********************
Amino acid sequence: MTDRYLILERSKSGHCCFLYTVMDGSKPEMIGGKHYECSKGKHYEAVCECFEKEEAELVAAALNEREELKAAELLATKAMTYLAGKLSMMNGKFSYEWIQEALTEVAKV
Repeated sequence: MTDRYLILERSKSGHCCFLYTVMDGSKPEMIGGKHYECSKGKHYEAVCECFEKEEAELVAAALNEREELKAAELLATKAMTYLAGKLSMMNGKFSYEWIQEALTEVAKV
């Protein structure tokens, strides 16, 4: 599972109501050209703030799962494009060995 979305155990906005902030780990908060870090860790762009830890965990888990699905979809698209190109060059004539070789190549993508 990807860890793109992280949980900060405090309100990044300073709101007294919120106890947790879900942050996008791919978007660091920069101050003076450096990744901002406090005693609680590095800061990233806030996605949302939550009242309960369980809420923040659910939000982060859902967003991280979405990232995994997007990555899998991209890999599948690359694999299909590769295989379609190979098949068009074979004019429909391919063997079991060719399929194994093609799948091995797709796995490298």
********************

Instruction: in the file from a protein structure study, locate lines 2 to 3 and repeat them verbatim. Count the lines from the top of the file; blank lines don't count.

Repeated sequence: MTDRYLILERSKSGHCCFLYTVMDGSKPEMIGGKHYECSKGKHYEAVCECFEKEEAELVAAALNEREELKAAELLATKAMTYLAGKLSMMNGKFSYEWIQEALTEVAKV
């Protein structure tokens, strides 16, 4: 599972109501050209703030799962494009060995 979305155990906005902030780990908060870090860790762009830890965990888990699905979809698209190109060059004539070789190549993508 990807860890793109992280949980900060405090309100990044300073709101007294919120106890947790879900942050996008791919978007660091920069101050003076450096990744901002406090005693609680590095800061990233806030996605949302939550009242309960369980809420923040659910939000982060859902967003991280979405990232995994997007990555899998991209890999599948690359694999299909590769295989379609190979098949068009074979004019429909391919063997079991060719399929194994093609799948091995797709796995490298």